I was setting up the Schema.org Metatag module on this blog and it got me thinking about something I wrote about previously. When I originally wrote about a triplestore in Drupal, I was thinking that the user would be able to add Statements to anything, because, why not? However, the more I thought about it, the more I realized this didn't make any sense. For starters, one of the fundamental concepts that needs to be preserved is being able to query a single entity for all of the data and being able to preserve several hierarchies of that data. For instance, you may have a class of restaurant and subclass of McDonald's and lastly, an instance of McDonald's which is your local physical location. Without having a single entity to represent this, it would be difficult to attempt to query for all of the restaurants in your local area and discover the McDonald's, which are only indirectly related to restaurant.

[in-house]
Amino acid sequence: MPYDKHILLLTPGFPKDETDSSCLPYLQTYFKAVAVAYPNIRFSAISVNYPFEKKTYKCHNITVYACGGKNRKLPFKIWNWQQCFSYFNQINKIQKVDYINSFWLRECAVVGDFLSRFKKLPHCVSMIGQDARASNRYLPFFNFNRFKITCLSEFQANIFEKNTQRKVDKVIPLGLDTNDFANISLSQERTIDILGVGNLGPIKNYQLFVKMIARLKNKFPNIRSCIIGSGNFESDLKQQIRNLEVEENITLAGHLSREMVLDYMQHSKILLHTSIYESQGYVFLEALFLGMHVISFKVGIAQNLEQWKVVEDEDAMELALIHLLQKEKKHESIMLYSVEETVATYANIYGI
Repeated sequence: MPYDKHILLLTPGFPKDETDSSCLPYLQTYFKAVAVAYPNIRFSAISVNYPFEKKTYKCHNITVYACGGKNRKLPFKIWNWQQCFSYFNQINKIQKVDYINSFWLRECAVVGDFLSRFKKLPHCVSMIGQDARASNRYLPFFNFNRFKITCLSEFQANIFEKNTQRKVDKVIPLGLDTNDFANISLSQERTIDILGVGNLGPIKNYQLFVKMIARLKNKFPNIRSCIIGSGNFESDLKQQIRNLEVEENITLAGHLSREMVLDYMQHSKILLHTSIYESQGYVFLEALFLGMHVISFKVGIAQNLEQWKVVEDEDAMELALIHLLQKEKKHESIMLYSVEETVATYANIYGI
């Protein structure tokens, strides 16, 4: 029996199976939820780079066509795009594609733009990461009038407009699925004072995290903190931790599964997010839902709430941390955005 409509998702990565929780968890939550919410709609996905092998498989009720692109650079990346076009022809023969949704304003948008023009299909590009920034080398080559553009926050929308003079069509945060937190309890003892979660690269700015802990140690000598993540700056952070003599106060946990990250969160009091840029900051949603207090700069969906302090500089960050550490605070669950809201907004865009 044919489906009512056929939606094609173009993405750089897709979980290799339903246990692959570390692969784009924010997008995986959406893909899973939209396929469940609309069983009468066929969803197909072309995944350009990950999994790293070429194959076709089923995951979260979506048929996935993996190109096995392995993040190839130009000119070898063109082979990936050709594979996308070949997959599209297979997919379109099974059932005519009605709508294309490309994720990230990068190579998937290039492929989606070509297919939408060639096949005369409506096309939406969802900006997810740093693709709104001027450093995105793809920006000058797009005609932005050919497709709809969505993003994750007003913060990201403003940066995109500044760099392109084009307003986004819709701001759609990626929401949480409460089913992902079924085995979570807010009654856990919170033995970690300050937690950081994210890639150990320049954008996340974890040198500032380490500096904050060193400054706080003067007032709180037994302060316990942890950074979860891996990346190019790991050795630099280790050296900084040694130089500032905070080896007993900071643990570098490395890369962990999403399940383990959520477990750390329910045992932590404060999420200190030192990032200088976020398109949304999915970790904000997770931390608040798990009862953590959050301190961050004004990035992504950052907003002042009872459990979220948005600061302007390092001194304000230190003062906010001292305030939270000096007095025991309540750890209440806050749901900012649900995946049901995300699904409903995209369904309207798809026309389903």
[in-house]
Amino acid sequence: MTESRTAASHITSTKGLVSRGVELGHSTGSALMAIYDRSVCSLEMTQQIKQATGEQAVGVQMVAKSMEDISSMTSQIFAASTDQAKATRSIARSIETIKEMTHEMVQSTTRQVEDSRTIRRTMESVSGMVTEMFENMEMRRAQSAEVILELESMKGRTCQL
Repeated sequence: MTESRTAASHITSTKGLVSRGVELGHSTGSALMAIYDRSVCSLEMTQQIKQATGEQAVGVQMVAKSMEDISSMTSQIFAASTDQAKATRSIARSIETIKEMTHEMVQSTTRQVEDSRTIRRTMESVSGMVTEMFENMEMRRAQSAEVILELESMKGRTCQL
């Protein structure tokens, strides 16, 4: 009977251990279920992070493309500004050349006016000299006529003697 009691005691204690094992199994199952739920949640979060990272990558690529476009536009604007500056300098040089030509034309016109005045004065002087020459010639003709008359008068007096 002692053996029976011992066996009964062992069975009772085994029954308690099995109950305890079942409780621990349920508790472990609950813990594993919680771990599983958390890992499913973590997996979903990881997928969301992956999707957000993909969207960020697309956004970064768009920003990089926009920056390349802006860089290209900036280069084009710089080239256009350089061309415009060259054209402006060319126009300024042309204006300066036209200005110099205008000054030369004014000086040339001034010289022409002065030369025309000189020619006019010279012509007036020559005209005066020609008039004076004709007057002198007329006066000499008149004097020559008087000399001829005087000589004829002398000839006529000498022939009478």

But then we get to the problem that made me think about Statements on other entities in the first place: there should be a way to add structured data to any entity in Drupal. I think a better solution might be to create a special Entity Reference field that creates a new item if one doesn't already exist and uses an entity bundle and field mapping to create and update an Item with the mapped data. This will create duplicate data, but will simplify the data access model. All of the existing fields can be mapped to Value entity fields of the same data type. The only exception is Entity Reference which will need to follow the entity, and create an Item for that entity. When create, update, or delete actions are preformed, Activity objects will be created providing a log of changes to these entities.
Another thing I was wrong about was the need to implement SPARQL to insert items. I think that is a ton of work just to get off the ground. Instead, it would be better to implement the endpoints in ActivityPub. While they do not provide the flexibility of SPARQL, it lets apps like chickaree start using the store much sooner.